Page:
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Discovery

Wiring the Wilderness

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Photo of an image of a fire captured by an HPWREN automated digital camera on Lyons Peak.

An HPWREN automated digital camera on Lyons Peak, Calif., captured an image around 8:00 p.m. on Sunday, July 23, 2006, that shows the extent of the Horse Fire. The camera remotely collected many images that day, which the researchers were able to use to better understand the wildfire.

Credit: HPWREN


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In this time-lapsed video, automated digital cameras capture the growth of the Horse fire in California's Cleveland National Forest on July 23, 2006.

Credit: HPWREN

 

Photo of Hans-Werner Braun deploying a sensor-equipped autonomous underwater vehicle into a stream.

University of California at San Diego networking researcher Hans-Werner Braun prepares to deploy a sensor-equipped autonomous underwater vehicle into a stream. The vehicle will transmit data from the remote location to researchers off-site using the wireless backbone of the High Performance Wireless Research and Education Network (HPWREN).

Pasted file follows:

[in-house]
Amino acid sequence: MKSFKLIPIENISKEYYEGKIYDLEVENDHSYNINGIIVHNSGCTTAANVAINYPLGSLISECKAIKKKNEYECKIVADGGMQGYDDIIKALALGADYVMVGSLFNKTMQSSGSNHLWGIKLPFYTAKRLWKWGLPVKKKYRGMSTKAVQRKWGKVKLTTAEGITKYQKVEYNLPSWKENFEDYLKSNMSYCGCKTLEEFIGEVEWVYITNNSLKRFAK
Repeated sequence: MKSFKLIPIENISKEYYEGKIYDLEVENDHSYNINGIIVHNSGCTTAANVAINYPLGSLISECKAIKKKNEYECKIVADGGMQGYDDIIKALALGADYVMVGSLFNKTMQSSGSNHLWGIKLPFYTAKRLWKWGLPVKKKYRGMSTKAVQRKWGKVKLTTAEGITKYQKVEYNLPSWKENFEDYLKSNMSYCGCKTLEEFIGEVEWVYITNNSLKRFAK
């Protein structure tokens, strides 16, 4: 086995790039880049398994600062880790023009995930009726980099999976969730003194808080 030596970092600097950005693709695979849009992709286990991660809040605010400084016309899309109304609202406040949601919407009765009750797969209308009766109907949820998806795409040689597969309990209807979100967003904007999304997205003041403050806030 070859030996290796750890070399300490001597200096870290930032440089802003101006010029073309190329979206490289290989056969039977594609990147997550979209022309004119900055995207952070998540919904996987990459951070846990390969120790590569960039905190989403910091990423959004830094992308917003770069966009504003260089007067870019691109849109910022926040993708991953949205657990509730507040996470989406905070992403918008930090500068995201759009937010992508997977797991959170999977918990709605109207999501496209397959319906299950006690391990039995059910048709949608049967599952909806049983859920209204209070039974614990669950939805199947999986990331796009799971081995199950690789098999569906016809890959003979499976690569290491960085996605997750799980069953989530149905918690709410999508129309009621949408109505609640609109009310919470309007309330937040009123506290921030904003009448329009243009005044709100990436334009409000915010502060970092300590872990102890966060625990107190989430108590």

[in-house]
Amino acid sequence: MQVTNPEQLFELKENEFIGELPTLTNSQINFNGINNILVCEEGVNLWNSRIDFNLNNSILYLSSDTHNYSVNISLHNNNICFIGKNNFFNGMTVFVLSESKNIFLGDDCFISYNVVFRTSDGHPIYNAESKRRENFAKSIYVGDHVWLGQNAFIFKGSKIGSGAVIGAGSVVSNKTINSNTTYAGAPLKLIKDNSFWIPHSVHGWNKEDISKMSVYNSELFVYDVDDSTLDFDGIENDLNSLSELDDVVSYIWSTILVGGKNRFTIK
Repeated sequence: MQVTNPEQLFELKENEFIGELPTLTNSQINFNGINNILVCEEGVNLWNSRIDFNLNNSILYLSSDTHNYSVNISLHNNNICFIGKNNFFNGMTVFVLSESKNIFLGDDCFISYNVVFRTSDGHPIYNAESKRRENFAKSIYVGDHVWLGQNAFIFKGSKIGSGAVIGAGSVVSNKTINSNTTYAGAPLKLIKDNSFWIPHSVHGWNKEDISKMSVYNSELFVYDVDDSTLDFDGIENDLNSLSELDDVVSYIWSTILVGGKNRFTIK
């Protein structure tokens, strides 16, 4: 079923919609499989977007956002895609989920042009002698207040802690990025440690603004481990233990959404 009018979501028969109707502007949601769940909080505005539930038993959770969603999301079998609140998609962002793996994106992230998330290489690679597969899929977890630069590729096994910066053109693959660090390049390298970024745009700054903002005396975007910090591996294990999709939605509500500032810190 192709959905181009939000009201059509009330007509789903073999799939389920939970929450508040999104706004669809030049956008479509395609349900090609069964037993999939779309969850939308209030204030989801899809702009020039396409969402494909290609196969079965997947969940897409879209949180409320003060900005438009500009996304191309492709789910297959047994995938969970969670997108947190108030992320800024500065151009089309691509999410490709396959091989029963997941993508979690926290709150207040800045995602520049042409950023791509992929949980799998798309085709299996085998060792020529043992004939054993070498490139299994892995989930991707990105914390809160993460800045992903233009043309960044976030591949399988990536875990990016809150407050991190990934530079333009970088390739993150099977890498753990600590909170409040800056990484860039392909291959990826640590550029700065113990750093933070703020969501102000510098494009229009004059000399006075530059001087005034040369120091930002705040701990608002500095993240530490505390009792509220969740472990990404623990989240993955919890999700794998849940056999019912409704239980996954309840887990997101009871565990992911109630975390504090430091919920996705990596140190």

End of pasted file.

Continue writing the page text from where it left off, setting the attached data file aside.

Credit: HPWREN


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Photo of Hans-Werner Braun assembling and placing a technology on the network.

Since HPWREN's inception in 2000, Hans-Werner Braun has helped assemble and place a wide range of technologies across the network.

Credit: HPWREN


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Photo of the Streckeisen STS-2 seismometers which were part of the first HPWREN seismic studies.

Streckeisen STS-2 seismometers (inset) once straddled the San Jacinto fault zone from the Buck Ridge fault in the south to the Hot Springs fault at the north end, and, as part of one of the first HPWREN seismic studies, the sensors linked to a relay site on Toro Peak in the Santa Rose mountains.

Credit: HPWREN


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